This understated rural city is on the western flank of the Clermont Chain of Lakes. In fact, a big portion of Mascotte’s area is made up of water, and there’s even more to the north and east.
Aside from lakes, the landscapes here are pasture interwoven with treed swamps and a growing number of residential subdivisions. I’ll never tire of the massive tracts of protected nature nearby.
A short drive southeast is Lake Louisa State Park, transitioning from open water to cypress swamps and stands of old-growth live oaks. Then on the west side of the city you can make your way through the famed Green Swamp along the Van Fleet Trail.
1. Lake Louisa State Park
With its many distinct environments you could compare this 4,500-acre state park to the different zones at Orlando’s theme parks. There are 11 unique communities, from piney sandhills to cypress swamps, and old-growth oak forests.
In addition to its namesake Lake Louisa, the park includes a series of smaller ponds and lakes. Naturally, fishing, paddling, kayaking, and birdwatching on the water are all big activities here.
Perhaps my ideal way to spend time at the park is picnicking under the grand live oaks on the south shore of Lake Louisa. This property also stands out for its horseback riding, with 16 miles of trails.
2. Lake Catherine Blueberries
What’s not to love about blueberries? These tasty, vitamin, and antioxidant-packed berries do extremely well in Central Florida.
Lake Catherine Blueberries is a U-Pick farm just down the road from Mascotte in Groveland. To my mind, heading out into the fields to pick my own fruit is just about the most rewarding way to spend a spring afternoon in these parts.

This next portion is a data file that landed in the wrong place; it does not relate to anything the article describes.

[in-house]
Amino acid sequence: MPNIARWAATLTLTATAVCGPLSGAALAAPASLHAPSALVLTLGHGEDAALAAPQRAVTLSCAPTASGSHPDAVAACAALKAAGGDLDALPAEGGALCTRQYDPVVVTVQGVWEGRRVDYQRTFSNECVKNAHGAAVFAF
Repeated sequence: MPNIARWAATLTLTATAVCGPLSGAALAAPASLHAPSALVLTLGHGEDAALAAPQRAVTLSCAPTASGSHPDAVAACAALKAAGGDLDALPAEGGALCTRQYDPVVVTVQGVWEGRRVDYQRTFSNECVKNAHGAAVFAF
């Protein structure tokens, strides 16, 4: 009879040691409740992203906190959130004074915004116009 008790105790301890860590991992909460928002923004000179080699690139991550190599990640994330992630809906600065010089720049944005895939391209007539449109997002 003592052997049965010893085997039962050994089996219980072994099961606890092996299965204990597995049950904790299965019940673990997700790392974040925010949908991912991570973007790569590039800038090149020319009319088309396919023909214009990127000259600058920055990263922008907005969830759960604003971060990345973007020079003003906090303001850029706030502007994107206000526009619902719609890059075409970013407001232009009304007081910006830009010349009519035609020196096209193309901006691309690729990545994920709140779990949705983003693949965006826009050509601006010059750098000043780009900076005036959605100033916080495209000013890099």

The farm stand here carries local raw honey, and other specialty food items like syrups and sauces.
The harvest season is generally between April and May. It’s even worth planning your trip accordingly if you’ve got a flexible schedule. If you happen to be in town in fall there’s a lot happening on weekends, with corn mazes, pumpkin painting, and live music.
3. Richloam WMA
West of Mascotte things start to feel remote, and within a short drive on SR 50 you’ll enter the Richloam Wildlife Management Area. This is one of seven tracts belonging to the Withlacoochee State Forest, and is absolutely vast.
The Richloam Wildlife Management Area is 58,000 acres of pine flatwoods with dispersed oak hammocks, cypress swamp, and bottomland hardwoods.
The Van Fleet Trail runs down the east side, and I’ll talk about this path below. But there’s also a knot of eight miles of shared trails, for hiking, mountain biking and horseback riding.
On these trails you might come across gopher tortoises, white-tailed deer, and a slew of wading birds, from limpkins to wood storks.
4. Chase Sanctuary and Wildlife Conservancy
Fully accredited, this wildlife sanctuary not far west of Mascotte is engaged in important conservation and educational work. One of the missions of this organization is to discourage the primate pet and breeding trades.
Many of the animals in their care, from ring-tailed lemurs to sloths, are surrendered pets, and none are sold on.
Along those lines you can visit their facility for a variety of responsible animal encounters. I love how creative these experiences are, without intruding on the animals’ boundaries.